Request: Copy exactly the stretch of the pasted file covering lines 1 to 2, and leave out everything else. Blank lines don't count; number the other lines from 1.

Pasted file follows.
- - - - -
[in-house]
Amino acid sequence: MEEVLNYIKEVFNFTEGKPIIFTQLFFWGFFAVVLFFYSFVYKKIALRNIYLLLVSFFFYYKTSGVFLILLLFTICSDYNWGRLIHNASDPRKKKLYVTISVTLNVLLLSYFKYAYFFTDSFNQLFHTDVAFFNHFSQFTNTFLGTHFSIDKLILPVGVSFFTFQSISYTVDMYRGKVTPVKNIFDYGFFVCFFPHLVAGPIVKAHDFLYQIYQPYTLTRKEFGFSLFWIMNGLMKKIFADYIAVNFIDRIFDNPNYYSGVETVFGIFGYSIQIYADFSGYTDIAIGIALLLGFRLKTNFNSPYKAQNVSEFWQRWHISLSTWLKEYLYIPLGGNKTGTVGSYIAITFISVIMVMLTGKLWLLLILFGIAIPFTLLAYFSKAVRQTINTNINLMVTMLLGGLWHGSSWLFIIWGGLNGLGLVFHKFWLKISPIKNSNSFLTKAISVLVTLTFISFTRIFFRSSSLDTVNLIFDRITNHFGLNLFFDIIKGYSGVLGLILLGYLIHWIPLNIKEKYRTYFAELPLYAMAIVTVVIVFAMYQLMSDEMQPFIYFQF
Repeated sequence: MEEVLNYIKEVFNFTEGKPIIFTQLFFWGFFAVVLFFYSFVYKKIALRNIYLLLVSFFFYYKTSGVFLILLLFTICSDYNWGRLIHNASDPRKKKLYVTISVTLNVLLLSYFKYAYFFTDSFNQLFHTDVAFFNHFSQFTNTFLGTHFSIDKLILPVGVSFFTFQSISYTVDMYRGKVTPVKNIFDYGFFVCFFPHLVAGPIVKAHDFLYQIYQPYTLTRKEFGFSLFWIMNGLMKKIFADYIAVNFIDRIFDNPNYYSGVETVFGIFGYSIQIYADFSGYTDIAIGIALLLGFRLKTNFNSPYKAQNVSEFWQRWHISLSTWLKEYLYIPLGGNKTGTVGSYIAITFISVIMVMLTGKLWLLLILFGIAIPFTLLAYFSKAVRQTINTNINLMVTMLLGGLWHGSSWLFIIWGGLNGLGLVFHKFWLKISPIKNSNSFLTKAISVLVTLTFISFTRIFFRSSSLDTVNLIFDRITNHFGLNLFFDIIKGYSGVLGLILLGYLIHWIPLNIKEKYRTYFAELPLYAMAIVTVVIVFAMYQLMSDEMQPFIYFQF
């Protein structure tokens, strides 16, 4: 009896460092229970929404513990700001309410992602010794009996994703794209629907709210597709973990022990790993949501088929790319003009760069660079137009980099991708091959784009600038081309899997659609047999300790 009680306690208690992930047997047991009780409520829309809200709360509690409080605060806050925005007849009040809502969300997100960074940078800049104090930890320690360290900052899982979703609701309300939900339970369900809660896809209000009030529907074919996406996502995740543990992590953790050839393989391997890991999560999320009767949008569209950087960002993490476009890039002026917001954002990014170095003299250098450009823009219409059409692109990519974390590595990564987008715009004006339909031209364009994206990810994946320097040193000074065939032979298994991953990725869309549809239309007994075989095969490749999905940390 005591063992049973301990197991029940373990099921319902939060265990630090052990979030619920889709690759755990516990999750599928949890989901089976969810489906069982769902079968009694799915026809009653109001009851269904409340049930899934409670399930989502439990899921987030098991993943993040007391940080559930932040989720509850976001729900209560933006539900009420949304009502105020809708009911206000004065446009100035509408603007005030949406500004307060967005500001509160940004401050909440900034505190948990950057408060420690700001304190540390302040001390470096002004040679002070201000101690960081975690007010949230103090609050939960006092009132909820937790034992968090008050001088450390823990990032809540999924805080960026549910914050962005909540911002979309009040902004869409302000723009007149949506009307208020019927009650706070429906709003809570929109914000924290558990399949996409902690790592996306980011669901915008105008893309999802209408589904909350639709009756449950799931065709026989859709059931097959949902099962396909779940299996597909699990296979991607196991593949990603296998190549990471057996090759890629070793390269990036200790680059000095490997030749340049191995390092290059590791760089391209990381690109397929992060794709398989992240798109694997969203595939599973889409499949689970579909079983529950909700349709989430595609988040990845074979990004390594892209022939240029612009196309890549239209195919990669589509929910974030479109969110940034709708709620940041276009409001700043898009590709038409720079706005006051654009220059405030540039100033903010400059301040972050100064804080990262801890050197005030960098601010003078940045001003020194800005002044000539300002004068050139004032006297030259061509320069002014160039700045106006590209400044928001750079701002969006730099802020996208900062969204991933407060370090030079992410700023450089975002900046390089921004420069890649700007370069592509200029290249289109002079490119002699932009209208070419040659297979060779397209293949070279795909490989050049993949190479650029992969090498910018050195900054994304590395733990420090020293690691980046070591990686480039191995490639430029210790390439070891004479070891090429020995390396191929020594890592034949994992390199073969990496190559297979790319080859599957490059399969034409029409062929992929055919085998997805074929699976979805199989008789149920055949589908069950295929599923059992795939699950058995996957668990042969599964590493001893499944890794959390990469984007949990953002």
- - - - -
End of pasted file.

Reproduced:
[in-house]
Amino acid sequence: MEEVLNYIKEVFNFTEGKPIIFTQLFFWGFFAVVLFFYSFVYKKIALRNIYLLLVSFFFYYKTSGVFLILLLFTICSDYNWGRLIHNASDPRKKKLYVTISVTLNVLLLSYFKYAYFFTDSFNQLFHTDVAFFNHFSQFTNTFLGTHFSIDKLILPVGVSFFTFQSISYTVDMYRGKVTPVKNIFDYGFFVCFFPHLVAGPIVKAHDFLYQIYQPYTLTRKEFGFSLFWIMNGLMKKIFADYIAVNFIDRIFDNPNYYSGVETVFGIFGYSIQIYADFSGYTDIAIGIALLLGFRLKTNFNSPYKAQNVSEFWQRWHISLSTWLKEYLYIPLGGNKTGTVGSYIAITFISVIMVMLTGKLWLLLILFGIAIPFTLLAYFSKAVRQTINTNINLMVTMLLGGLWHGSSWLFIIWGGLNGLGLVFHKFWLKISPIKNSNSFLTKAISVLVTLTFISFTRIFFRSSSLDTVNLIFDRITNHFGLNLFFDIIKGYSGVLGLILLGYLIHWIPLNIKEKYRTYFAELPLYAMAIVTVVIVFAMYQLMSDEMQPFIYFQF